Coffee Chat with Vanessa Gordon, Publisher and Acting Managing Editor of East End Taste
January 25th, 2022
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Originally, writer Vanessa Gordon founded East End Taste as a food and lifestyle blog to chronicle her day-to-day adventures with her family in the Hamptons. It was a fun hobby while she freelanced for local publications in Long Island and taught English as a Second Language (ESL). Much to her surprise (and delight), it’s grown into a full-fledged digital publication and a media company. In addition to its website content and robust social media channels, the company also hosts the annual Hamptons Interactive Brunch. Gordon now works seven days a week (yep: you read that right), overseeing all aspects of the digital publication, from planning the social media calendar and approving deals for advertorial packages to finalizing all editorial content before publication. 

Here, she spoke with Press Hook on how publicists can catch her attention: 

This interview has been lightly edited for clarity.

Tell us about your daily routine.

My two children are always top priority. Without looking at any electronics, I get them up (or they wake me up) by 6:30 a.m., help them dress and choose their outfits, prepare their breakfast and snacks for school, read to them, and have them on their way to school. My daughter takes the school bus, and I drive my son to school. 

I come home and jump right on my Peloton Bike for 30 to 45 minutes, then 10 minutes of either barre or light weights. I am guilty of multitasking when on the bike, checking emails and WhatsApp messages from my team overseas, my web developers, and my social media assistants based in the Middle East and Asia. In fact, my staff is found worldwide, so I have to be ready to answer messages in the morning and as late as 10 p.m. at night when some begin working.

Towards the late morning, I assign tasks for my assistant editor and interns if not assigned the previous day. I then forward articles written by our freelance writers to my assistant editor for the first run-through. If the first round of editing is finished, I begin fact-checking by reaching out to the businesses directly by phone and email.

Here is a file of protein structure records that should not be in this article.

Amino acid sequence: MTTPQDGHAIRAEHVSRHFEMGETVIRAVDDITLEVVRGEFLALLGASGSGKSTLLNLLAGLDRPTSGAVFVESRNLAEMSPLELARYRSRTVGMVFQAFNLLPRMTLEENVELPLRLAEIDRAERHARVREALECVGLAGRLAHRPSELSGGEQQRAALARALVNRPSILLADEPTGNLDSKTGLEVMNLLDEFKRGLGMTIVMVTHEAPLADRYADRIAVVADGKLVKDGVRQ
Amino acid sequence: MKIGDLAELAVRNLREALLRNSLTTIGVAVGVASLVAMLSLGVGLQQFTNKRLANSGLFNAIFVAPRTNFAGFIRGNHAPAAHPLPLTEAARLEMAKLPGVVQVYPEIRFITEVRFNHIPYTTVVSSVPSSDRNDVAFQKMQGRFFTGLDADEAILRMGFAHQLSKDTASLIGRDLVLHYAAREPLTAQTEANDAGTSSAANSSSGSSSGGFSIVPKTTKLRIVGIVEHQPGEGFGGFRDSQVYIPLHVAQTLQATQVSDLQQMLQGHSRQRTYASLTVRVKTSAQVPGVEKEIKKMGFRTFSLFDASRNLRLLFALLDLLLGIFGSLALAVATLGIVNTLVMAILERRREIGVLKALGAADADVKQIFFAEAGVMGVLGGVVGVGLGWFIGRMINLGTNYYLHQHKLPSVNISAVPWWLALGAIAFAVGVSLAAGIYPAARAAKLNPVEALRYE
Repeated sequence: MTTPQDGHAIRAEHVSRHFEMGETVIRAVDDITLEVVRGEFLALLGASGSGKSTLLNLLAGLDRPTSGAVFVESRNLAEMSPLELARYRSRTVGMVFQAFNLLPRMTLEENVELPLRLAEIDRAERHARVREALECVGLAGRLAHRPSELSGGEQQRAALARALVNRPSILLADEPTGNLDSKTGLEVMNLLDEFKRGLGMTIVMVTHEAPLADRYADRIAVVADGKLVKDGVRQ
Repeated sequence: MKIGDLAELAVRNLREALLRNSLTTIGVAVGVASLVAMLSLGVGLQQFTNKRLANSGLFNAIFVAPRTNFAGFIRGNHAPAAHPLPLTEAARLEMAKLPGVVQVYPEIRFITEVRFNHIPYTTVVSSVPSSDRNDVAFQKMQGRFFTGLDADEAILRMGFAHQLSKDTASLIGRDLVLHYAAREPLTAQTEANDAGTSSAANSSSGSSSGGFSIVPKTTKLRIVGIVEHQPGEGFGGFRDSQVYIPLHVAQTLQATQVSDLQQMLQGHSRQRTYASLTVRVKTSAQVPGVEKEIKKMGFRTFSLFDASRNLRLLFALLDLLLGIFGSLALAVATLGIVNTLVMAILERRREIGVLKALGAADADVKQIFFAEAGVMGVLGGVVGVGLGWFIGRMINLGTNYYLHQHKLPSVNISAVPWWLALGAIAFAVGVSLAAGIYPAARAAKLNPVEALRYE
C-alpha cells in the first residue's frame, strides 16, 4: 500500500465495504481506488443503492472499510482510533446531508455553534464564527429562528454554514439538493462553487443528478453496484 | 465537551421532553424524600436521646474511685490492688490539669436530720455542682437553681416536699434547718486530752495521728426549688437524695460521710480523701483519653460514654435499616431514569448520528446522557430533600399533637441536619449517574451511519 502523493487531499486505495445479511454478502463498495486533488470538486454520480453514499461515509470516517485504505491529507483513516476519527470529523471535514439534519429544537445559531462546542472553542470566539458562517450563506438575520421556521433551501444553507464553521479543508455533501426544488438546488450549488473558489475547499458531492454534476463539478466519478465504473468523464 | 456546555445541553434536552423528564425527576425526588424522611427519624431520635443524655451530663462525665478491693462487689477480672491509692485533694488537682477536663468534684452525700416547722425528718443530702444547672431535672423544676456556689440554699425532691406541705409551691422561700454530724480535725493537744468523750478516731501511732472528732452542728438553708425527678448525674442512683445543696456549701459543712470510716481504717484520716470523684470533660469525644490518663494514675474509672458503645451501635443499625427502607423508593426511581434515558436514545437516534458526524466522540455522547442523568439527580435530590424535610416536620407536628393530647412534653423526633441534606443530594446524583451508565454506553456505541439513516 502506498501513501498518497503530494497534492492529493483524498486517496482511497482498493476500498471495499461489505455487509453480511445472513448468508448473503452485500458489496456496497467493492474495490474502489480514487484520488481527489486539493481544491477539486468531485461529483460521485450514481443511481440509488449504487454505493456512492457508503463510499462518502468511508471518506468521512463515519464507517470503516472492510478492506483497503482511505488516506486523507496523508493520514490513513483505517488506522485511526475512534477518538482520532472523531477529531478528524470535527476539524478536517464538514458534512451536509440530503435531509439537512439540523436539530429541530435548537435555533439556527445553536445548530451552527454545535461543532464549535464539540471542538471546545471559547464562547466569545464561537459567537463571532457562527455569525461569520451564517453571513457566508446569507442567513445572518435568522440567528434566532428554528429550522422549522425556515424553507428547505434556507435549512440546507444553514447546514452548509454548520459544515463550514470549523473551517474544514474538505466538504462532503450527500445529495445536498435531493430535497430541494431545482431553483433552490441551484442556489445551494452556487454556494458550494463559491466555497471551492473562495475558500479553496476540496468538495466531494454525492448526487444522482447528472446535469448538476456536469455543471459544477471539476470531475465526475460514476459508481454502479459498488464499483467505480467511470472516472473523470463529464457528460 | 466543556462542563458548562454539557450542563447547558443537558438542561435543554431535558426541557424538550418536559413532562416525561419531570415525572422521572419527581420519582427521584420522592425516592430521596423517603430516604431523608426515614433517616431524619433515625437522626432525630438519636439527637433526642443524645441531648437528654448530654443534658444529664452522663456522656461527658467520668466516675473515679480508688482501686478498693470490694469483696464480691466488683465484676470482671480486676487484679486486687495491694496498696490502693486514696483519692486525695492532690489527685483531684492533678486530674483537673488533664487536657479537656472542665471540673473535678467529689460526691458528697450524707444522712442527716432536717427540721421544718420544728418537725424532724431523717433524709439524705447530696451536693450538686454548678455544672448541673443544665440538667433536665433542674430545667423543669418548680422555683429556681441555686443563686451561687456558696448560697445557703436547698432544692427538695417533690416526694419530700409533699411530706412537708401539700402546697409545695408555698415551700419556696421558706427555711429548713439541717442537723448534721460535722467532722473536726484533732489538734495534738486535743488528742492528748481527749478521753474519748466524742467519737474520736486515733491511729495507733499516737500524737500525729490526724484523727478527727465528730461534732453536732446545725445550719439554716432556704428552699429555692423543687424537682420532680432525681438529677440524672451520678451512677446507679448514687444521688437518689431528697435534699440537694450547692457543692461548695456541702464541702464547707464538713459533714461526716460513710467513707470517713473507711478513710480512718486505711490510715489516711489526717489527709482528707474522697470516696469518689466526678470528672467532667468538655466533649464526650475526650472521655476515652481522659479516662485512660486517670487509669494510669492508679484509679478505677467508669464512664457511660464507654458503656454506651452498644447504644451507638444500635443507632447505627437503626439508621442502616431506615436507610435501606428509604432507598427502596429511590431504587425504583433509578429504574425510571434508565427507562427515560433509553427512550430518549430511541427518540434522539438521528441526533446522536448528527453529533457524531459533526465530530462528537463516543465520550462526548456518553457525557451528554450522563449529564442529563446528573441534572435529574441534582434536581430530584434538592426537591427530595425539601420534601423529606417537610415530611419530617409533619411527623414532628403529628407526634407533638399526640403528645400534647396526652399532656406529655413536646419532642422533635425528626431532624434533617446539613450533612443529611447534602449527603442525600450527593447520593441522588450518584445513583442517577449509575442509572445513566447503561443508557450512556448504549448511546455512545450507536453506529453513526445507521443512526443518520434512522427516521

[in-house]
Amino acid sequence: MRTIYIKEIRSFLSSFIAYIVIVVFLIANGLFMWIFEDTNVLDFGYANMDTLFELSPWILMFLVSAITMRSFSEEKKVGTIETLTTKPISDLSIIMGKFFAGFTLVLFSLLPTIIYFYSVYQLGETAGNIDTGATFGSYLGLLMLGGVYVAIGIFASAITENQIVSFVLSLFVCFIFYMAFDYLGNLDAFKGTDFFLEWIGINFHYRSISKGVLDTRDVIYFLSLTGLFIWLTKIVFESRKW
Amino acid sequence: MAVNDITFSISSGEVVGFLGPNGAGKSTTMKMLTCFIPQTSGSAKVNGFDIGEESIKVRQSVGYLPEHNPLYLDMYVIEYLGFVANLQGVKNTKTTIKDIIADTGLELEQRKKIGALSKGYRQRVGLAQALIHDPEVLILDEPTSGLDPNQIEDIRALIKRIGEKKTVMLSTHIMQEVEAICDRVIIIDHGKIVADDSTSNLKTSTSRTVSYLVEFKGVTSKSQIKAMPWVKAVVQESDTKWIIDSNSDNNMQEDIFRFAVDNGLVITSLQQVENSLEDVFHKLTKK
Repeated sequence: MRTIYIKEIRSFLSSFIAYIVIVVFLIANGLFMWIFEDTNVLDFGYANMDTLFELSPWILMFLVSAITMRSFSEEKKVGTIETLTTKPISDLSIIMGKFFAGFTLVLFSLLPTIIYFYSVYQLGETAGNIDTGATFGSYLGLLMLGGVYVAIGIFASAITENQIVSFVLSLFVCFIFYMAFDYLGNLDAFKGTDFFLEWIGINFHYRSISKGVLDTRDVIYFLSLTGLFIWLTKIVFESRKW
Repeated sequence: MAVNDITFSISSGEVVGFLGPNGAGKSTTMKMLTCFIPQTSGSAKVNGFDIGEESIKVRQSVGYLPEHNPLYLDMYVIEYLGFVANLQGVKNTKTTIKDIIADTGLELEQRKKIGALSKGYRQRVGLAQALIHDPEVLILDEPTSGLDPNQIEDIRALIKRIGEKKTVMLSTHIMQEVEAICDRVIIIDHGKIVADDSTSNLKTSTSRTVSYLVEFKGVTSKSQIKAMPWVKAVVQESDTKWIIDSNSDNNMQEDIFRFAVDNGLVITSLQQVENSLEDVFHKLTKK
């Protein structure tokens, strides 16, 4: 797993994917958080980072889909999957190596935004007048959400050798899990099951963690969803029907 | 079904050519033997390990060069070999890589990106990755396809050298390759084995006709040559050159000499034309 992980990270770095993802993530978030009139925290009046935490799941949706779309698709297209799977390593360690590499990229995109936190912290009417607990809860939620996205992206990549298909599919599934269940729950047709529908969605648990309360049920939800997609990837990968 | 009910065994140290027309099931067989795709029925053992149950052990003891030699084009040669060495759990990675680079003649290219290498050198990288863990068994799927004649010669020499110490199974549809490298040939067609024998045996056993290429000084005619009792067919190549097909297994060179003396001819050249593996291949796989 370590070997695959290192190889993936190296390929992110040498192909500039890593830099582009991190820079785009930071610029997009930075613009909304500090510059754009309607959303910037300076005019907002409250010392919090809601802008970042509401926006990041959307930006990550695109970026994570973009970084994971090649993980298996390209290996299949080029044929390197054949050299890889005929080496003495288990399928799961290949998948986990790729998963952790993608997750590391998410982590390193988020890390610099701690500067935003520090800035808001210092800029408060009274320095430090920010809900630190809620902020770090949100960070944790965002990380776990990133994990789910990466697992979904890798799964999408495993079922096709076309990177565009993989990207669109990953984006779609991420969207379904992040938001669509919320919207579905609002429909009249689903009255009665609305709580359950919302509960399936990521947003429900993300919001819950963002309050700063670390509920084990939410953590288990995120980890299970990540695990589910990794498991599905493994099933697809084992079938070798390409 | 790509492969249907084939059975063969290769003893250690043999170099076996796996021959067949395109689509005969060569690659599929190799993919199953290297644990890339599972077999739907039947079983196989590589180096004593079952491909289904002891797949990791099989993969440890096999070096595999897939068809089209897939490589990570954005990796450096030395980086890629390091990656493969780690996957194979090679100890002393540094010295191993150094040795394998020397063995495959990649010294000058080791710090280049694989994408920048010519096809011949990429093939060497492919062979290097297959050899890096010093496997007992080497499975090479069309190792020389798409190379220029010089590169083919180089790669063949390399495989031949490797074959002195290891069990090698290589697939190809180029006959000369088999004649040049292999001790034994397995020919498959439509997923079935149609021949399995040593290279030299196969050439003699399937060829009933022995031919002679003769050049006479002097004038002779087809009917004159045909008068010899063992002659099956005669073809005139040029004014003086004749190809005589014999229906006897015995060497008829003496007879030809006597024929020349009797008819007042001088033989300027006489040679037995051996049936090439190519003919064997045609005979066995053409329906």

Later in the afternoon, on average, I have two to three Zoom or phone meetings per day that last between 20 and 40 minutes. These meetings are with prospective advertisers, tourism boards, and local businesses to create a partnership for the event in the summer or for a specific ongoing project.

My early evenings encompass me scheduling articles for publication, working with my team to source images, and gathering information and content for our email newsletter. I also cap off the day with the last check of our social media channels to see if we have outstanding messages, tweets, comments, etc., that may need a prompt response. I like to respond to people right away; I never like that feeling of waiting and wouldn't want others to feel that way if I could help it. 

My day always ends with my daughter's swimming classes, practicing the piano with my son, and reading a history text (currently, I am reading Queen Isabella by Alison Weir). I eat dinner with my husband and family, and we spend the evenings relaxing together and watching our favorite program or a clip of a movie. 

How many stories do you work on in a month? How do you keep yourself organized?

I personally used to write 15-20 stories per month. Now, I prefer not to write more than 3 to 4 articles per week. However, since we are approaching the end of the fourth quarter [editor’s note: when this interview took place], I always find myself writing double the number of articles to close the year. This week, for example, I have written six articles, and it is not even Thursday! 

I am very old-fashioned with the way I keep myself organized with the least amount of screen time possible: a handy notepad near my laptop/desktop. I also like to jot down ideas on the go in the small notebook I keep in my handbag. I otherwise have a very sharp memory and can remember names, emails, phone numbers, and tasks extremely well. 

How do you find sources/products?